Mohamed Noor, who fatally shot Justine Ruszczyk Damond in Minneapolis in 2017 and became the first former Minnesota police officer convicted of an on-duty homicide, was released from prison Monday morning.
Noor, 36, left the North Dakota State Penitentiary in Bismarck about 8:30 a.m. and is now under court-ordered supervision until Jan. 24, 2024, when his sentence ends, according to DOC spokesman Nicholas Kimball.
Noor originally began serving his sentence in May 2019 at the Minnesota Correctional Facility in Oak Park Heights but was transferred to the prison in North Dakota's capital city in July 2019 for his own safety, authorities said.
By all accounts, Noor was a compliant prisoner wherever he was in custody over the slightly more than three years that he was locked up.
"He had no disciplinary issues during the term of incarceration," Kimball said.
Conditions of Noor's release to Hennepin County Community Corrections are nearly identical to any inmate moving to supervised release, other than he must "refrain from employment in security-type jobs or jobs that are a position of authority over others without documented approval of his [parole officer]," Kimball said.
Other routine conditions Noor must follow while on supervised release include staying law-abiding, not possessing guns or ammunition and remaining in Minnesota unless granted approval to leave from his parole officer.
Noor's attorney, Thomas Plunkett, declined to comment about this stage of his client's sentencing, saying, "At this point, we are choosing to respect Mr. Noor's privacy."
Scott Wasserman, spokesman for Hennepin County corrections, said that those under the agency's supervision "need to check in with their supervised release officer within 24 hours of their release. Within the first 90 days of release, a client must conduct a minimum of five in-person visits with their supervised release officer."
In October 2021, Noor received a new sentence of nearly five years, and that set Monday as his release date, instead of several years later under a previous sentence vacated by the Minnesota Supreme Court.
Hennepin County District Judge Kathryn Quaintance imposed Noor's ultimate prison sentence of four years and nine months for second-degree manslaughter after the high court overturned his third-degree murder conviction for killing Damond, 40, who had called 911 to report a possible sexual assault in the alley behind her home in southwest Minneapolis.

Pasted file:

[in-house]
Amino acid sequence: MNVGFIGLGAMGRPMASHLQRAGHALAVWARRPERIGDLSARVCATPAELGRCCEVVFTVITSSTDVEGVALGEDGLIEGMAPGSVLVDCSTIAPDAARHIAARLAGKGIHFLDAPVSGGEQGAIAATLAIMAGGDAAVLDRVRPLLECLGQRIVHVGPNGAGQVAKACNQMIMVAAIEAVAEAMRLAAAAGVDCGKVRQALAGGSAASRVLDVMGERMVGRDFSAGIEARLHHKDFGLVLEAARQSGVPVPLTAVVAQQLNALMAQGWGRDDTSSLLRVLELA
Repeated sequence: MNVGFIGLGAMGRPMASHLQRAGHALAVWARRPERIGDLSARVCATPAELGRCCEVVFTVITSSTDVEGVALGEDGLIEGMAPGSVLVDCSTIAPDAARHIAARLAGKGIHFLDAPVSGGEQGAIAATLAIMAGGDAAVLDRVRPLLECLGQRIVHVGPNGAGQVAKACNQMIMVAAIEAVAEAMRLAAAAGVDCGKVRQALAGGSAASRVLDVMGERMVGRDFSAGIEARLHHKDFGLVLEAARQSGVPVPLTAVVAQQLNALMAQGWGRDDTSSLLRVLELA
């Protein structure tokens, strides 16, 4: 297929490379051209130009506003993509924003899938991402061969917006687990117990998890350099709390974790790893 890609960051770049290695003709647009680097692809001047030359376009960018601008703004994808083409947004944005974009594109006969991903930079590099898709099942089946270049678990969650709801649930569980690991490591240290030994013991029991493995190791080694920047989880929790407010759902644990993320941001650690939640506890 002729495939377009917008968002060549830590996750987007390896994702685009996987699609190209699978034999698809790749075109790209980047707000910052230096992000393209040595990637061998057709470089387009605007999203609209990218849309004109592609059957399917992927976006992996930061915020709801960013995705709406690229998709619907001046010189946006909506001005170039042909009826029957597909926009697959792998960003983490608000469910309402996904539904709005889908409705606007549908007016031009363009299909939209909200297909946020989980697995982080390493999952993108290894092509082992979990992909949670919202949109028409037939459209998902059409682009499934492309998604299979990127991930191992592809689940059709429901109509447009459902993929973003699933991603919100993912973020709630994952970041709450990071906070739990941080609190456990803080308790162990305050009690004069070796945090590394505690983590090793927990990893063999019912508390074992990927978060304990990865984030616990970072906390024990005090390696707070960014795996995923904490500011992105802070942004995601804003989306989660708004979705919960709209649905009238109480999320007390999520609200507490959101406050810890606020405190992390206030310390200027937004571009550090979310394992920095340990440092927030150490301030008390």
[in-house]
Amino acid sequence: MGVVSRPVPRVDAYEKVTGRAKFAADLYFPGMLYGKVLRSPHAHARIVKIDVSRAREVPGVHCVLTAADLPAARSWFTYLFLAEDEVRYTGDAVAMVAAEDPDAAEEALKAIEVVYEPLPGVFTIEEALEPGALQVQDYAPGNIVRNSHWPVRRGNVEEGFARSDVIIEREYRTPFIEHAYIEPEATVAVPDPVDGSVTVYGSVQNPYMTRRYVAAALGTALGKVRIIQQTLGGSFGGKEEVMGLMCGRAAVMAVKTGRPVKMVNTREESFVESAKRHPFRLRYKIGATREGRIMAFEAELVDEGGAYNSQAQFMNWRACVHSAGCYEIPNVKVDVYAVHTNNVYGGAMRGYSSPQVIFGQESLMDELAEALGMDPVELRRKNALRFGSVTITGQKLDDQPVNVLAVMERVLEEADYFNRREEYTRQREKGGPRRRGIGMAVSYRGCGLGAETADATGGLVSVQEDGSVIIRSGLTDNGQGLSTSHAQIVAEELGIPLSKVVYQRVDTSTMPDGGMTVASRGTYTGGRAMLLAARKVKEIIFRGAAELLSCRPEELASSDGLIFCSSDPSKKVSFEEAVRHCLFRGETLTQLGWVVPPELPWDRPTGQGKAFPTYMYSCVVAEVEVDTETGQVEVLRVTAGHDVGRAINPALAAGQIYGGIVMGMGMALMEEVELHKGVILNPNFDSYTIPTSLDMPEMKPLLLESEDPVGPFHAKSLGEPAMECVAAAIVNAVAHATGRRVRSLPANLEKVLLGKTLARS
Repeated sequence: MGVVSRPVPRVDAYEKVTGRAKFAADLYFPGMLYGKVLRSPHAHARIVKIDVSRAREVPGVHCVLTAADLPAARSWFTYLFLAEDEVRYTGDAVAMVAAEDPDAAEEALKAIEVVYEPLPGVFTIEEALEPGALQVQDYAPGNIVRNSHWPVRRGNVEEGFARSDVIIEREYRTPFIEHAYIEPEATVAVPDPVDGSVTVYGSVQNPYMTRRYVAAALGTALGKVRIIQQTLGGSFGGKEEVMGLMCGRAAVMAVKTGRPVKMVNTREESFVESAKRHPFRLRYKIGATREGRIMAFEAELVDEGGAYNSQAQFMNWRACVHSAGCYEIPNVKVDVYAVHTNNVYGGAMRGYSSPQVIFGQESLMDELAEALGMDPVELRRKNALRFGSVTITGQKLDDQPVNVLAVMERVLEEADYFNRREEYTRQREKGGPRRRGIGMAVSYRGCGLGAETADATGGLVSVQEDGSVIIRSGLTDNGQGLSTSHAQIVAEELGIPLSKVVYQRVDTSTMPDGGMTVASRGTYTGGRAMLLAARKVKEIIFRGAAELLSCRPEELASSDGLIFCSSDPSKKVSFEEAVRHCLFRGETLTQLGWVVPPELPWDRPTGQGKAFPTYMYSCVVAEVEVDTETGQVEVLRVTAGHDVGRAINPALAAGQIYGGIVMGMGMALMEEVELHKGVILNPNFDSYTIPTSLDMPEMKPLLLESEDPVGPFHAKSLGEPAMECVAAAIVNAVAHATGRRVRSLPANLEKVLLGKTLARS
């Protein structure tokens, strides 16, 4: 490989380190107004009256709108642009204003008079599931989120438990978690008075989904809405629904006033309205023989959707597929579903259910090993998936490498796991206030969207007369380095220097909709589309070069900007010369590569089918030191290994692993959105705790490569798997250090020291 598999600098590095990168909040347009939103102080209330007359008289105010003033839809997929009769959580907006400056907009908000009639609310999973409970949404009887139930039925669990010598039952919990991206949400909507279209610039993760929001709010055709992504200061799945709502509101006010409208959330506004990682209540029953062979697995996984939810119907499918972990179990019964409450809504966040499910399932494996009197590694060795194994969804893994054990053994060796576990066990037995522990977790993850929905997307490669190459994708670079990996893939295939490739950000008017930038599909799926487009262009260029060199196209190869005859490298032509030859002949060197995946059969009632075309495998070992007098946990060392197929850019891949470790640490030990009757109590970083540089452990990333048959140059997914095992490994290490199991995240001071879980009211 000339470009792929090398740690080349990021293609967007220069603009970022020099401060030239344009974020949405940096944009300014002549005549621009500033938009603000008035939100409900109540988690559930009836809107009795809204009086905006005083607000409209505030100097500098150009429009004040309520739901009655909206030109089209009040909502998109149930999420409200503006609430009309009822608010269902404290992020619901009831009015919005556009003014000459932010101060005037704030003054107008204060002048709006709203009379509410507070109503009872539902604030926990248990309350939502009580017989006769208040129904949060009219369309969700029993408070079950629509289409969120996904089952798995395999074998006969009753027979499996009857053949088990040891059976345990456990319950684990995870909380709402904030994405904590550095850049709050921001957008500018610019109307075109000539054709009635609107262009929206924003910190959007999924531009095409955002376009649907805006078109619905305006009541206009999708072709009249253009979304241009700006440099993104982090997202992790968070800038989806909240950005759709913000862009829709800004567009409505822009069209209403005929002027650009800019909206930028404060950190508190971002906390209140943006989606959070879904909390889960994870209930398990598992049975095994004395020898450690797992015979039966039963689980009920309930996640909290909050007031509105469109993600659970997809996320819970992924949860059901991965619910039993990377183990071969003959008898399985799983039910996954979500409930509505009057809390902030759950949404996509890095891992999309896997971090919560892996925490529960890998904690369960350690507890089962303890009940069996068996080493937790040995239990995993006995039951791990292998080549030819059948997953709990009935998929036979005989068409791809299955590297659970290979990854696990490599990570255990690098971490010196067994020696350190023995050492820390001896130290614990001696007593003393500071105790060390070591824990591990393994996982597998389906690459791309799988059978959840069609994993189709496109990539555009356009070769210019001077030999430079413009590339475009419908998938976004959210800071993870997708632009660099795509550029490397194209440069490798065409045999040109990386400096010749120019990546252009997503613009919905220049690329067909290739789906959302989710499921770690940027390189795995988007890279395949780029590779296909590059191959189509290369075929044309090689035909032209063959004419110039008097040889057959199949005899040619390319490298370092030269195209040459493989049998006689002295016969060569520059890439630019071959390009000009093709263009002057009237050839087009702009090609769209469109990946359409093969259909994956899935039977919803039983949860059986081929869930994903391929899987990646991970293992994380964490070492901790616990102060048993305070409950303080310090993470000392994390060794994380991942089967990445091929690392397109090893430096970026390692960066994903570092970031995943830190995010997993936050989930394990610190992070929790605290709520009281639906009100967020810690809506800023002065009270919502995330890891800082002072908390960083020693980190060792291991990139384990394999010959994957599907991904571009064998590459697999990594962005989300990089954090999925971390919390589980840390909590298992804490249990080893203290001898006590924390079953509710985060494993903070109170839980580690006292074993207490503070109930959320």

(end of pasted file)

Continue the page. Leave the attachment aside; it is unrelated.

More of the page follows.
The court's decision vacated Noor's initial sentence of 12 ½ years.
Damond's father, John Ruszczyk, said Friday that his family was disappointed that Noor's third-degree murder conviction was overturned in connection with the killing of his daughter, a dual U.S.-Australian citizen and yoga teacher who was engaged to be married.
"His release after a trivial sentence shows great disrespect to the wishes of the jury who represented the communities of Minneapolis and their wish to make a statement about the communities' expectations of police behavior and actions," Ruszczyk wrote in response to e-mailed questions from the Associated Press.
Damond's stepmother, Maryan Heffernan, said in a phone interview that the timing of Noor's release — so close to the fifth anniversary of Damond's death on July 15 — is painful.
"We're very disappointed. But we're not surprised," the Associated Press quoted her as saying. "We've been watching events in Minneapolis from miles away, and we're still bewildered about the charge being dropped, and we're still bewildered about the culture of the Minneapolis Police Department," Heffernan said, adding that she believes Noor was the product of a "very dysfunctional department."
In May 2019, the city agreed to pay Damond's family $20 million to settle a lawsuit over her death.
Noor, who was fired from the Minneapolis Police Department after the shooting, was the second officer in modern Minnesota history to be charged with an on-duty fatal shooting. St. Anthony police officer Jeronimo Yanez was acquitted in 2017 in the fatal shooting of Philando Castile during a 2016 traffic stop.
Defendants in Minnesota are entitled to be moved to supervised release after serving two-thirds of their prison sentences. Under his first sentence, Noor would have had to serve an additional five-plus years before becoming eligible for supervised release.
Jurors convicted Noor in April 2019 of third-degree murder and second-degree manslaughter. His attorneys appealed the murder count, which the state Court of Appeals upheld in February 2021. Noor's attorneys then asked the Minnesota Supreme Court to review that decision.
The high court agreed with the attorneys that because of how the statute is written the murder count cannot apply when a defendant's actions are directed at a specific person. Justices vacated Noor's conviction and sentence and sent his case back to district court for resentencing.
The Associated Press contributed to this report.